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Gilbert White’s grandmother’s pride possession returns to Selborne

Gilbert White’s House & Gardens have announced some exciting new acquisitions to add to the Museum’s collection.

The items bought at auction are all related to the White family and have made their way finally back to Selborne. Gilbert White (1720-1793) was a naturalist and writer who revolutionised the way the world viewed the natural world and his book ‘The Natural History of Selborne’ has never been out of print since 1789.

One of the highlights of the collection is a silver salver or tray, which is engraved with the arms of Gilbert White’s paternal grandmother Rebecca Luckin. Rebecca Luckin was born around 1655 and lived close to Noar Hill in Selborne, she married Gilbert White (the elder) (1650-1727) around 1686, who had been appointed vicar of Selborne in 1681. The house now known as Gilbert White’s House and Gardens was purchased by Gilbert White (the elder) for Rebecca and became her home after her husband’s death is 1727, which she shared with her son John White, daughter-in-law and 8 surviving grandchildren including the eldest Gilbert White, the naturalist.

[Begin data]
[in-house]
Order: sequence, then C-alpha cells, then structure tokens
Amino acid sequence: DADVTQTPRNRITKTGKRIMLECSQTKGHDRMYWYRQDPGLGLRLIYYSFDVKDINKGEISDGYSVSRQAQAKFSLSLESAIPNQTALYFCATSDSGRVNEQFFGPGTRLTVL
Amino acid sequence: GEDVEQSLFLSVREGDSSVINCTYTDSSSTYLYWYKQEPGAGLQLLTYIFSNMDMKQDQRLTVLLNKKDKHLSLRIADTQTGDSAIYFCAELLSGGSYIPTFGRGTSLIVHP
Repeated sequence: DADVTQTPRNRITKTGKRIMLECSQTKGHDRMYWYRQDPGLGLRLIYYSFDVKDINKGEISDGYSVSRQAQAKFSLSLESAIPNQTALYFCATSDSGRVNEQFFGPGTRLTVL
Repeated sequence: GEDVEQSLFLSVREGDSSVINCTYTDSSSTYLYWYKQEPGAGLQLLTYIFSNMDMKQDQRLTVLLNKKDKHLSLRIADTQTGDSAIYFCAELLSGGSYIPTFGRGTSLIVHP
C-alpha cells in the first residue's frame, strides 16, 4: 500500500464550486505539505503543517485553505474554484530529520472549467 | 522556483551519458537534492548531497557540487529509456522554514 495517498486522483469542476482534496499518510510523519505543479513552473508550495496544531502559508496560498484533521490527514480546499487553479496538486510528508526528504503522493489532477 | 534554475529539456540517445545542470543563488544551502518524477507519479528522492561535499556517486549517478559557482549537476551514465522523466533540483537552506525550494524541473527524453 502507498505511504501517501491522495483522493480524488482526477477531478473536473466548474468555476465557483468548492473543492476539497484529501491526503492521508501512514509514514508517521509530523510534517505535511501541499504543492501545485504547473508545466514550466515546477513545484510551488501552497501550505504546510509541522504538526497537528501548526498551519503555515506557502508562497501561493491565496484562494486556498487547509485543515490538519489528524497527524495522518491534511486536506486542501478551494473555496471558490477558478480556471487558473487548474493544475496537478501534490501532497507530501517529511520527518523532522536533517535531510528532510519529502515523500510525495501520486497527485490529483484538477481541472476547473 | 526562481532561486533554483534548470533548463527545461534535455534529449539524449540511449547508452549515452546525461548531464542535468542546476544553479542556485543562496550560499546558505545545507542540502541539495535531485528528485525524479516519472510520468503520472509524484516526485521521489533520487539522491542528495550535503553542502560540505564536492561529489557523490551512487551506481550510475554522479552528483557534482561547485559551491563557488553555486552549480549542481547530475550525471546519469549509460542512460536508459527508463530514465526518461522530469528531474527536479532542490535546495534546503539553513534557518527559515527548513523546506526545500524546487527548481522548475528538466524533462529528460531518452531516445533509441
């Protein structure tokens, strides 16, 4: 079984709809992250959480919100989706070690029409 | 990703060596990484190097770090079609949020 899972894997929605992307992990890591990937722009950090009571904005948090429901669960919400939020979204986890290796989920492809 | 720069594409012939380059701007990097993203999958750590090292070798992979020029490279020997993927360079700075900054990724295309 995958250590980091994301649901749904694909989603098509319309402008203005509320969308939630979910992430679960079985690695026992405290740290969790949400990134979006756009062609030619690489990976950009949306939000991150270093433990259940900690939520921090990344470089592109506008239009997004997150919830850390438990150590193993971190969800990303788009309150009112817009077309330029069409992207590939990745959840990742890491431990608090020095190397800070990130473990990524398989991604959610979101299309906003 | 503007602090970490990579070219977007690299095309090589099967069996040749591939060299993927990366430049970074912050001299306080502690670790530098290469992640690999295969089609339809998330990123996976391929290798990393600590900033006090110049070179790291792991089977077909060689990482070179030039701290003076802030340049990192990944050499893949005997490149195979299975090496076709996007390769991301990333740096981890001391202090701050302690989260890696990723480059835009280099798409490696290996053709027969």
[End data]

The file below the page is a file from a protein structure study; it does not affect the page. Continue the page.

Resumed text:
The salver was made in 1746 by John Robinson II in London and would have been part of the White family’s daily life up to, and likely after, Rebecca’s death in 1755 at the grand age of 91. The salver or tray has small clawed feet and would have been used either for decoration, to carry or serve glasses or cups at a table, or for the presenting of a letter or visiting cards. Whatever it was used for, it was an item that Gilbert White likely would have seen or used on a daily basis.

‘The salver is important’ says Collections manager Kimberley James ‘because this is the only item in the museum that is associated with Rebecca Luckin. Rebecca is the only grandparent who we do not have a portrait of, but also the only grandparent who Gilbert White would have had a relationship with, as the others would have either died before his birth or when he was small. Rebecca lived with him, would helped raise him, especially after the death of Gilbert’s mother when he was 19. It’s lovely to be able to have something of hers back in her home.’

The other star object of the collection is an author’s copy of the first ever biography of Gilbert White written by one of his brother’s descendants. This copy of ‘Gilbert White’s Life and Letters’ was owned by the author Rashleigh Holt-White and included notes made by Holt-White and contains illustrations not featured in the final published edition. Other treasures include miniatures of members from the extended White family and some beautiful 19th century sketch and scrap books and a receipt in Gilbert White’s hand.

The salver will be put on display at Gilbert White’s house this summer, for those who would like a closer look at it.